- Large Area Distributed Real Time Soil (DiRTS) Monitoring, This project will develop sensors that will be tested over a large area to monitor changes in nitrogen and moisture in soils in unmanaged land like forest and managed land such as farmland. USA principal investigator Sameer Sonkusale, Tufts University (1935555); UK principal investigators Dr Aleksandar Radu, Keele University (NE/T012331/1) and Dr Sami Ullah, University of Birmingham (NE/T012323/1)
- Phytoelectronic Soil Sensing, This project will develop mini sensors that are grafted into plants to monitor reactions to chemical and biological changes in soil conditions around the roots. USA principal investigator Robert McLeod, University of Colorado at Boulder (1935594); UK principal investigator Professor George Malliaras, University of Cambridge (NE/T012293/1)
- Rapid Deployment of Multi-Functional Modular Sensing Systems in the Soil, - will develop a burrowing robot with an integrated sensor system to detect key physical and mechanical signals in the soil and use machine learning to adapt the burrowing process. USA principal investigator Chloe Arson, Georgia Tech (1935548); UK principal investigator Professor Catherine O’Sullivan, University of Imperial College London (NE/T010983/1)
- Real-time and Continuous Monitoring of Phosphates in the Soil with Graphene-Based Printed Sensor Arrays, This project will develop graphene based sensors that connect to a Bluetooth network to monitor phosphates - USA principal investigator Suprem Das, Kansas State University (1935676); UK principal investigator Dr Adrien Chauvet, The University of Sheffield (NE/T010924/1)
- Reverse engineering the soil microbiome: detecting, modeling, and optimizing signal impacts on microbiome metabolic functions, This project will monitor how chemical signals produced by soil microbes shape complex soil microbial community, with the ultimate aim of using this knowledge to enhance plant health and productivity.
USA principal investigator Linda Kinkel, University of Minnesota-Twin Cities (1935458); UK principal investigator Professor Eriko Takano, The University of Manchester (NE/T010959/1)
- Sensors UNder snow Seasonal Processes in the evolution of ARctic Soils, This project will use sensors and field measurement to track biological, hydrologic, and chemical activity under the winter and spring snowpack, in soils near a retreating glacier in Svalbard - USA principal investigators Trevor Irons, University of Utah (1935651) and Pacifica Sommers, University of Colorado at Boulder (1935689); UK principal investigators Dr James Bradley, Queen Mary University of London (NE/T010967/1) and Dr Oliver Kuras, British Geological Survey (NE/T010568/1)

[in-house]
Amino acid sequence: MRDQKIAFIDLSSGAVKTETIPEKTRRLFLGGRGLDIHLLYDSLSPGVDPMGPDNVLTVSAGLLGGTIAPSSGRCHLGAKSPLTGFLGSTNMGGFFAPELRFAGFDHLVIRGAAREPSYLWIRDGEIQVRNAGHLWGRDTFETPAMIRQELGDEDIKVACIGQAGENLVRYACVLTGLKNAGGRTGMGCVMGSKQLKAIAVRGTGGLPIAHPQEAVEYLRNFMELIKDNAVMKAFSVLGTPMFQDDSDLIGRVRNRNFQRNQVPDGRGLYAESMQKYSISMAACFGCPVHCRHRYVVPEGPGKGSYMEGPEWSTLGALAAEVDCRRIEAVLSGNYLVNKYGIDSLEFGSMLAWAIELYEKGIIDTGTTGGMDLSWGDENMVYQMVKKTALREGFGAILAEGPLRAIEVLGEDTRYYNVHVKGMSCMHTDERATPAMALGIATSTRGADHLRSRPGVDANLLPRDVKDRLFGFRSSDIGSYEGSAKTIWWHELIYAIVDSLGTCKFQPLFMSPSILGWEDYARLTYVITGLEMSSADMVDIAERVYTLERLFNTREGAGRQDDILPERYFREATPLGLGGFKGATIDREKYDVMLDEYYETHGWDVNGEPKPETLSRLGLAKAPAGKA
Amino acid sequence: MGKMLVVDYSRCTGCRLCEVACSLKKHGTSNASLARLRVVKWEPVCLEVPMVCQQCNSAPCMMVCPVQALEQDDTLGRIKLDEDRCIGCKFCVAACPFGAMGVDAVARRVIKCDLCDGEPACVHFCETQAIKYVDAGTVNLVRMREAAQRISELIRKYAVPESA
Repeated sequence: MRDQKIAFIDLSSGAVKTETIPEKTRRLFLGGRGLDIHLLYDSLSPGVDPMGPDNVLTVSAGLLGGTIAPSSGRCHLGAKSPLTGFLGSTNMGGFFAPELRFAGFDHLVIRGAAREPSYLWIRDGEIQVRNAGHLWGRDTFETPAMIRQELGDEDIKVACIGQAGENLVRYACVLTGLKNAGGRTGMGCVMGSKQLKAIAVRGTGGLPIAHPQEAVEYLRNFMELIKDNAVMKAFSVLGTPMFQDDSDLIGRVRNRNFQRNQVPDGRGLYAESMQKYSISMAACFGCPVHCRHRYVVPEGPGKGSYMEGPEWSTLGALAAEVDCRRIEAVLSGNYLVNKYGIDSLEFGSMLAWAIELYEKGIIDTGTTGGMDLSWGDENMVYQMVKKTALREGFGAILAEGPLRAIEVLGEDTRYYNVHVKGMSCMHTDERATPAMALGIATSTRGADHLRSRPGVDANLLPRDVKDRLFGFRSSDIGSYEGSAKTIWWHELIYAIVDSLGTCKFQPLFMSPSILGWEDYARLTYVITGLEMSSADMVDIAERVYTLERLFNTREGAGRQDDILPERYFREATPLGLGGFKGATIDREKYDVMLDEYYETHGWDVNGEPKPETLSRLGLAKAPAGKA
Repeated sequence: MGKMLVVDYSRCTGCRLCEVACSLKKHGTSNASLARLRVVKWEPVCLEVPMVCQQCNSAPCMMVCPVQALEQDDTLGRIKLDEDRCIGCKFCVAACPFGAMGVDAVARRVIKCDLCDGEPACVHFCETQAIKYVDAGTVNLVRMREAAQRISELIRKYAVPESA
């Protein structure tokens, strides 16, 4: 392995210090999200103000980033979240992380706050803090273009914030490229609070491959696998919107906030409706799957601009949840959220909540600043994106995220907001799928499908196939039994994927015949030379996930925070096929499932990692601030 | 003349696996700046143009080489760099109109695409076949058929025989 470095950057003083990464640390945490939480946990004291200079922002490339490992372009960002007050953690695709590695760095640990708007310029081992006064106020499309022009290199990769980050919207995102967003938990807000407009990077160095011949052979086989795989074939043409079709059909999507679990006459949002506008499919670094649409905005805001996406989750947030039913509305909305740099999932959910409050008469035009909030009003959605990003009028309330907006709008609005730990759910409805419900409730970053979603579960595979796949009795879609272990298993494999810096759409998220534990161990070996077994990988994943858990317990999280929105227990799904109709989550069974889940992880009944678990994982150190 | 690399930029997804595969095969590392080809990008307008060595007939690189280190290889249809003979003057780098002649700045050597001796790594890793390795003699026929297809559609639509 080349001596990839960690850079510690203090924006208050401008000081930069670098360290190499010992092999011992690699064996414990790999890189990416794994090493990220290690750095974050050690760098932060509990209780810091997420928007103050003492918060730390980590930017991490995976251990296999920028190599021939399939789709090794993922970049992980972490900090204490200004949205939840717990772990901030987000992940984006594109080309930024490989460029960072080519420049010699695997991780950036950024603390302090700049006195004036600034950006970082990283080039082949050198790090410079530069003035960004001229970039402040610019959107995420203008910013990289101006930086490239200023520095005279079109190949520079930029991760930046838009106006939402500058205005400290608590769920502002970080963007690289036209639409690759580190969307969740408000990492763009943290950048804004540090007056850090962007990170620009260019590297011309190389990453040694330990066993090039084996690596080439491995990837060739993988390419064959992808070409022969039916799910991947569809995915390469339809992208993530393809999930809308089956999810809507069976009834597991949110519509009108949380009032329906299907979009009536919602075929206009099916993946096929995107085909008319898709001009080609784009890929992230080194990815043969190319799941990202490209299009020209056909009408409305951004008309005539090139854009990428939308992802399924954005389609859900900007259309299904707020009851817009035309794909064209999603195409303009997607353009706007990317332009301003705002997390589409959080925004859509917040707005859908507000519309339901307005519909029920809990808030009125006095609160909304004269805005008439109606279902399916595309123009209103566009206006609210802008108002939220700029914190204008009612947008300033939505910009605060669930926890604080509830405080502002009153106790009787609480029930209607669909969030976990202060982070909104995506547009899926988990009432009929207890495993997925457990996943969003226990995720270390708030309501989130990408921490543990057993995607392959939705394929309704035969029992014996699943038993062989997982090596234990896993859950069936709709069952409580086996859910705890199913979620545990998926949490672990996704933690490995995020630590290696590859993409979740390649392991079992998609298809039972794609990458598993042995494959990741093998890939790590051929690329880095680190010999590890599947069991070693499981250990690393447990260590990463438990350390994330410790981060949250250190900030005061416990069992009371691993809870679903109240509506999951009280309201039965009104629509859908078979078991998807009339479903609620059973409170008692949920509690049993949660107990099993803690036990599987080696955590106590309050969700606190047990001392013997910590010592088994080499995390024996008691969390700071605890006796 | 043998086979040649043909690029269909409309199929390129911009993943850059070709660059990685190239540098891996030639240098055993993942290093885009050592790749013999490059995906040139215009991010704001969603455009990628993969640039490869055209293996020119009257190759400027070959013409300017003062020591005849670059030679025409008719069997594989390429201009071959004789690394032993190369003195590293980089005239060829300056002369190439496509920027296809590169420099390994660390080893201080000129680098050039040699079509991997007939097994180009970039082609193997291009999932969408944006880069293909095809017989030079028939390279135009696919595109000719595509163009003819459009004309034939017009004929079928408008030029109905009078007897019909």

- Wireless In-Situ Soil Sensing Network for Future Sustainable Agriculture. This project will develop and use low powered sensors that stay in the soil that can be recharged wirelessly to investigate the effects of irrigation on soil health. USA principal investigator Darrin Young, University of Utah (1935632); UK principal investigators Professor Eric Yeatman, Imperial College London, (NE/T011467/1) and Professor Paul Hallett, University of Aberdeen (NE/T011068/1)
- Detecting soil degradation and restoration through a novel coupled sensor and machine learning framework, This project will build and train a new mechanistically-informed machine learning system to turn high frequency data on multiple soil functions, such as water infiltration, CO2 production, and surface soil movement, into predictions of longer term changes in soil health including the status of microbial processes, soil organic matter (SOM) content. The team will use off-the-shelf and bespoke sensors coupled to the Swarm satellite network to create a low cost sensor array that can be deployed in remote areas - USA principal investigator Professor Jason Neff University of Colorado, Boulder, (1935705); UK Principal investigator Professor John Quinton, Lancaster University (NE/T012307/1)
Notes to editors
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National Science Foundation
The National Science Foundation (NSF) is an independent federal agency that supports fundamental research and education across all fields of science and engineering. In fiscal year (FY) 2019, its budget is $8.1 billion. NSF funds reach all 50 states through grants to nearly 2,000 colleges, universities and other institutions. Each year, NSF receives more than 50,000 competitive proposals for funding and makes about 12,000 new funding awards.